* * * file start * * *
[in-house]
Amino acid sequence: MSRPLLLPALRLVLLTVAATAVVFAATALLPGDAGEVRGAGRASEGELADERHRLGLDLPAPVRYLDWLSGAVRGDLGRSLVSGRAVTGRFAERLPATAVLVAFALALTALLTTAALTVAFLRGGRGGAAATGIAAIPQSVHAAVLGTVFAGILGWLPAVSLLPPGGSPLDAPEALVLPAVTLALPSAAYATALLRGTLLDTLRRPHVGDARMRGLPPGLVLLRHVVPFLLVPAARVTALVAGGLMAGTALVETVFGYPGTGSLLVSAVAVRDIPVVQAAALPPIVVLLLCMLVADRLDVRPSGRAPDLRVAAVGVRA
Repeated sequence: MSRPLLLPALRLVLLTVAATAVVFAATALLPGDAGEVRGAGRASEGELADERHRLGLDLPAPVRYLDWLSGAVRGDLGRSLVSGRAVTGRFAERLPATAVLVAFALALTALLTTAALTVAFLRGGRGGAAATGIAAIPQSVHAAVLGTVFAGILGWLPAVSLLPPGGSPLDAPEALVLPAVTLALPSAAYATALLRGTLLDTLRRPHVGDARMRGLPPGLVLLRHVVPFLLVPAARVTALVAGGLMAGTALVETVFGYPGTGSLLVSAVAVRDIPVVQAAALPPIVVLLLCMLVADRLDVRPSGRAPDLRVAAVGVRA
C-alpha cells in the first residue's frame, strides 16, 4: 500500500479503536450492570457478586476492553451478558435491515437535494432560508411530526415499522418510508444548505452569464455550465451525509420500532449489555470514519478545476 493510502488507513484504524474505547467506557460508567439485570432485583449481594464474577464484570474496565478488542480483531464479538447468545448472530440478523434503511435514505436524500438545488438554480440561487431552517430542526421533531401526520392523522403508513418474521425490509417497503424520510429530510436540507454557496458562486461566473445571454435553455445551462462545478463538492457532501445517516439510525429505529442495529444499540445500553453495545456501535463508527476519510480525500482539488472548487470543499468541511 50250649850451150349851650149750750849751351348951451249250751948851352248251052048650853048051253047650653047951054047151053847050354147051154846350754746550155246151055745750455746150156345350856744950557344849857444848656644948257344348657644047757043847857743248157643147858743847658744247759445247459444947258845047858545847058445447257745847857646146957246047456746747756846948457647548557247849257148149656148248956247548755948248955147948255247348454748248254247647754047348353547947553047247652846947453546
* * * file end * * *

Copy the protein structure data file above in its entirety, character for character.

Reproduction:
[in-house]
Amino acid sequence: MSRPLLLPALRLVLLTVAATAVVFAATALLPGDAGEVRGAGRASEGELADERHRLGLDLPAPVRYLDWLSGAVRGDLGRSLVSGRAVTGRFAERLPATAVLVAFALALTALLTTAALTVAFLRGGRGGAAATGIAAIPQSVHAAVLGTVFAGILGWLPAVSLLPPGGSPLDAPEALVLPAVTLALPSAAYATALLRGTLLDTLRRPHVGDARMRGLPPGLVLLRHVVPFLLVPAARVTALVAGGLMAGTALVETVFGYPGTGSLLVSAVAVRDIPVVQAAALPPIVVLLLCMLVADRLDVRPSGRAPDLRVAAVGVRA
Repeated sequence: MSRPLLLPALRLVLLTVAATAVVFAATALLPGDAGEVRGAGRASEGELADERHRLGLDLPAPVRYLDWLSGAVRGDLGRSLVSGRAVTGRFAERLPATAVLVAFALALTALLTTAALTVAFLRGGRGGAAATGIAAIPQSVHAAVLGTVFAGILGWLPAVSLLPPGGSPLDAPEALVLPAVTLALPSAAYATALLRGTLLDTLRRPHVGDARMRGLPPGLVLLRHVVPFLLVPAARVTALVAGGLMAGTALVETVFGYPGTGSLLVSAVAVRDIPVVQAAALPPIVVLLLCMLVADRLDVRPSGRAPDLRVAAVGVRA
C-alpha cells in the first residue's frame, strides 16, 4: 500500500479503536450492570457478586476492553451478558435491515437535494432560508411530526415499522418510508444548505452569464455550465451525509420500532449489555470514519478545476 493510502488507513484504524474505547467506557460508567439485570432485583449481594464474577464484570474496565478488542480483531464479538447468545448472530440478523434503511435514505436524500438545488438554480440561487431552517430542526421533531401526520392523522403508513418474521425490509417497503424520510429530510436540507454557496458562486461566473445571454435553455445551462462545478463538492457532501445517516439510525429505529442495529444499540445500553453495545456501535463508527476519510480525500482539488472548487470543499468541511 50250649850451150349851650149750750849751351348951451249250751948851352248251052048650853048051253047650653047951054047151053847050354147051154846350754746550155246151055745750455746150156345350856744950557344849857444848656644948257344348657644047757043847857743248157643147858743847658744247759445247459444947258845047858545847058445447257745847857646146957246047456746747756846948457647548557247849257148149656148248956247548755948248955147948255247348454748248254247647754047348353547947553047247652846947453546